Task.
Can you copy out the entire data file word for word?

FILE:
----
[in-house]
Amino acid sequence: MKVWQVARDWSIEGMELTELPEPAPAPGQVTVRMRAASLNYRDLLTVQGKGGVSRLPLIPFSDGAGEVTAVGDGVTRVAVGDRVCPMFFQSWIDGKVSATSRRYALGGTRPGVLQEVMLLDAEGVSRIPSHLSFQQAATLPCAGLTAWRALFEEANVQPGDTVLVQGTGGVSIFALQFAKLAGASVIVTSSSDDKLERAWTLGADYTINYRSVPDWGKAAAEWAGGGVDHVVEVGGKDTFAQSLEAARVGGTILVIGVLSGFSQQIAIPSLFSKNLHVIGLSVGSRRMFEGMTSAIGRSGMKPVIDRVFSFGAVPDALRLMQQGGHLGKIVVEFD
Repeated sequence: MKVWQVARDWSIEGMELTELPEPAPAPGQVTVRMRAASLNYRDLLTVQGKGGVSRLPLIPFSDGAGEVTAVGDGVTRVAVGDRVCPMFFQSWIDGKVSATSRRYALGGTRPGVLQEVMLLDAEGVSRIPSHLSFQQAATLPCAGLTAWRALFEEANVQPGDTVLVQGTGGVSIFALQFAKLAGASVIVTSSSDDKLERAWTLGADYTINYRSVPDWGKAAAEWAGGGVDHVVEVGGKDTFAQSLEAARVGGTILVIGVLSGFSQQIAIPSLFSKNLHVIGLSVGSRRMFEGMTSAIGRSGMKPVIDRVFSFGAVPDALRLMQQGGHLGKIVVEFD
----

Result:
[in-house]
Amino acid sequence: MKVWQVARDWSIEGMELTELPEPAPAPGQVTVRMRAASLNYRDLLTVQGKGGVSRLPLIPFSDGAGEVTAVGDGVTRVAVGDRVCPMFFQSWIDGKVSATSRRYALGGTRPGVLQEVMLLDAEGVSRIPSHLSFQQAATLPCAGLTAWRALFEEANVQPGDTVLVQGTGGVSIFALQFAKLAGASVIVTSSSDDKLERAWTLGADYTINYRSVPDWGKAAAEWAGGGVDHVVEVGGKDTFAQSLEAARVGGTILVIGVLSGFSQQIAIPSLFSKNLHVIGLSVGSRRMFEGMTSAIGRSGMKPVIDRVFSFGAVPDALRLMQQGGHLGKIVVEFD
Repeated sequence: MKVWQVARDWSIEGMELTELPEPAPAPGQVTVRMRAASLNYRDLLTVQGKGGVSRLPLIPFSDGAGEVTAVGDGVTRVAVGDRVCPMFFQSWIDGKVSATSRRYALGGTRPGVLQEVMLLDAEGVSRIPSHLSFQQAATLPCAGLTAWRALFEEANVQPGDTVLVQGTGGVSIFALQFAKLAGASVIVTSSSDDKLERAWTLGADYTINYRSVPDWGKAAAEWAGGGVDHVVEVGGKDTFAQSLEAARVGGTILVIGVLSGFSQQIAIPSLFSKNLHVIGLSVGSRRMFEGMTSAIGRSGMKPVIDRVFSFGAVPDALRLMQQGGHLGKIVVEFD